December 30, 1988
IN RE P.W., A MINOR (THE PEOPLE OF THE STATE OF ILLINOIS,
APPELLATE COURT OF ILLINOIS, FIRST DISTRICT, FIRST DIVISION
P.W., Respondent-Appellee (Sadie W., Respondent-Appellant))
533 N.E.2d 922, 178 Ill. App. 3d 522, 127 Ill. Dec. 840 1988.IL.1923
Appeal from the Circuit Court of Cook County; the Hon. Peter F. Costa, Judge, presiding.
JUSTICE QUINLAN delivered the opinion of the court. BUCKLEY and O'CONNOR, JJ., concur.
DECISION OF THE COURT DELIVERED BY THE HONORABLE JUDGE QUINLAN
On July 15, 1986, the circuit court of Cook County, Juvenile Division, declared P.W., a minor girl, to be a neglected child under the Juvenile Court Act, and P.W. became a ward of the court. (See Ill. Rev. Stat. 1985, ch. 37, par. 701-1 et seq.) In May 1987, P.W.'s father, John Wayne W., filed a petition seeking custody of P.W. After a hearing on the petition, at which counsel for all interested parties, as well as the parties themselves, were present, the circuit court of Cook County granted the petition of P.W.'s father and awarded him custody of P.W. under an order of protective supervision for six months. *fn1 P.W.'s mother, Sadie W., appeals the entry of that order, contending that the trial court lacked jurisdiction over the minor, P.W., and that the trial court denied her the opportunity to present her case when it refused to grant her a continuance. The State and P.W., through her guardian ad litem, have responded to her appeal. We affirm for the reasons set forth below.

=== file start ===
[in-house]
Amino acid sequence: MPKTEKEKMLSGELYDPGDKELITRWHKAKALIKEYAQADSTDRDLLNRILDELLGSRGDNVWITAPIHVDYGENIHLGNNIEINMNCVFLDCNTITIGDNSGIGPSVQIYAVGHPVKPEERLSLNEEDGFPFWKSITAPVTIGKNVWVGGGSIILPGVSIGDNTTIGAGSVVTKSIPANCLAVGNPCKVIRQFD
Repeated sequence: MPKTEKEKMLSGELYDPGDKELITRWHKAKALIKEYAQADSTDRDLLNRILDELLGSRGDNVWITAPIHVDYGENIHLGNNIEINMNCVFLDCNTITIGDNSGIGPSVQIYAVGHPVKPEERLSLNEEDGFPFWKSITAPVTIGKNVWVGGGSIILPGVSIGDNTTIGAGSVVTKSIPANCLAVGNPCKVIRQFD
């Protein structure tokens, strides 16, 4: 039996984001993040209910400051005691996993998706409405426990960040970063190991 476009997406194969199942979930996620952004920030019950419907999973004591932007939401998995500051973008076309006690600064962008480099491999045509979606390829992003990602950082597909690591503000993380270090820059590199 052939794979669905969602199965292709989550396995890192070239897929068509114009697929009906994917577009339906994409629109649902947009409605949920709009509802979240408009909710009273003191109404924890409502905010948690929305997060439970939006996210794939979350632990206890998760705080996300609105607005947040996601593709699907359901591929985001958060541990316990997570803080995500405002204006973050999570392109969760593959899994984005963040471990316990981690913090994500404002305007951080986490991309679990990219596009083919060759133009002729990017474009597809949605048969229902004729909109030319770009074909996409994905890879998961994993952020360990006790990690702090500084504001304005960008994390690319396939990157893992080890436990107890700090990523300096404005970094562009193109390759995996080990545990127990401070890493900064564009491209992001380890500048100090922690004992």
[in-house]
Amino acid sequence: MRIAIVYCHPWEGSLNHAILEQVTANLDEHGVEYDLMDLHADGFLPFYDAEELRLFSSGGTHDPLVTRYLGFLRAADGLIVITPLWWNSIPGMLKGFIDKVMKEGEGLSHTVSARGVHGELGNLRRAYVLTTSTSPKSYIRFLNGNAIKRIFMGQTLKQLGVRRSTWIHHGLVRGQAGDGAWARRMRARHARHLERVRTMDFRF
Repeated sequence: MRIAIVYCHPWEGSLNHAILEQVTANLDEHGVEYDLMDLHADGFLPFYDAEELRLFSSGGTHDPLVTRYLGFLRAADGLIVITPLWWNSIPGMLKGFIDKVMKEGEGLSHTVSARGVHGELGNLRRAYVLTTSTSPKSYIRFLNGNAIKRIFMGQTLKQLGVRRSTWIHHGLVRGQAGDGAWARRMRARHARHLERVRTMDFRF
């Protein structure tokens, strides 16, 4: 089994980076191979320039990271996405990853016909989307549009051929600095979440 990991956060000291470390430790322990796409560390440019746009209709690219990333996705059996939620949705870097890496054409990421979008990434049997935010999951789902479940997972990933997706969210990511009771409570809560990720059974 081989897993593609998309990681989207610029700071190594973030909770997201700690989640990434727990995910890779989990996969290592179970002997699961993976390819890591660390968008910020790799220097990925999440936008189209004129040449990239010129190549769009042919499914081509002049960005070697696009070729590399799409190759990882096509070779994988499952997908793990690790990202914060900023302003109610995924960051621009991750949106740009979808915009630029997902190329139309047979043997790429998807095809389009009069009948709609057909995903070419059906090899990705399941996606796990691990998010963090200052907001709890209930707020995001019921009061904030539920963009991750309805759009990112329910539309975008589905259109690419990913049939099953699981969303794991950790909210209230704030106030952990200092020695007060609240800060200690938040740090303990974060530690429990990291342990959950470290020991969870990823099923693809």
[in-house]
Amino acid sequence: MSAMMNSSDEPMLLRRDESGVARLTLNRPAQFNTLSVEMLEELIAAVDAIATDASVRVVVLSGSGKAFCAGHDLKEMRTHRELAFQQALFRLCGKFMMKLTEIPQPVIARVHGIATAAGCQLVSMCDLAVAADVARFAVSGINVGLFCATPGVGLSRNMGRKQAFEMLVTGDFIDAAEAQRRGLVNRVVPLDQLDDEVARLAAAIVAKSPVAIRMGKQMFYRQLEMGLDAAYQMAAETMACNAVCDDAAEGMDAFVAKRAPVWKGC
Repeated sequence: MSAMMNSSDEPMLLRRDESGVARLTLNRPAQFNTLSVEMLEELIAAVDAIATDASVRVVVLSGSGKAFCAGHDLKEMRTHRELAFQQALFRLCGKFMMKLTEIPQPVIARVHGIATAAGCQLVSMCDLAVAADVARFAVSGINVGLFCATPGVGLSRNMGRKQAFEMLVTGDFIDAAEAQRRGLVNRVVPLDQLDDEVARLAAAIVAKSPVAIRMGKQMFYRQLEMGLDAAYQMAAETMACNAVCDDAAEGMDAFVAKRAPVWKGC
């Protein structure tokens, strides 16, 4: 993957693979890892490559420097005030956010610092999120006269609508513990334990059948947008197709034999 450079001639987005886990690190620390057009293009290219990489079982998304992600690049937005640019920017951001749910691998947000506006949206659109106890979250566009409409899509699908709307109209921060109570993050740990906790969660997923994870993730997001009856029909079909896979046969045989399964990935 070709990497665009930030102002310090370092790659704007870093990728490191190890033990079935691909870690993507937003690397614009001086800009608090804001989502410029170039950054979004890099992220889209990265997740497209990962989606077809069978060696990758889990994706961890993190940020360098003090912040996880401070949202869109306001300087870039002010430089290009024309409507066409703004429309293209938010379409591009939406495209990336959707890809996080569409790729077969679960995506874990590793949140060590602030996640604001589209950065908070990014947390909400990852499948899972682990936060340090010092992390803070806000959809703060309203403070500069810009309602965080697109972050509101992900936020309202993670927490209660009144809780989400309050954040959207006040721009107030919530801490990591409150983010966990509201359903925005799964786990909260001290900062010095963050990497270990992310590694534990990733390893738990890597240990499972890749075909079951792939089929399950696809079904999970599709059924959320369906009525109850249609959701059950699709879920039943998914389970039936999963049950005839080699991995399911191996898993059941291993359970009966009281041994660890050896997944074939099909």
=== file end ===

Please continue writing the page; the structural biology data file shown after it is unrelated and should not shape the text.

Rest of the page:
The facts underlying the appeal are as follows. On April 29, 1985, the Illinois State's Attorney filed a petition for adjudication of wardship for P.W., a minor, in the circuit court of Cook County. On July 15, 1986, the court adJudged P.W. to be a neglected child, placed P.W. in the care of the Department of Children and Family Services , and appointed a guardian ad litem to represent P.W. in all court-related proceedings.
Thereafter, on May 29, 1987, P.W.'s father filed a petition seeking custody of P.W. and, at the same time, he requested a hearing on the petition. Notice of the motion and the petition was sent to P.W.'s guardian ad litem ; the DCFS, as P.W.'s guardian; counsel for P.W.'s mother, the public defender; and the Cook County State's Attorney. It appears from the record that all of these parties were served by mail, but there is no indication that the minor child, P.W., was individually served.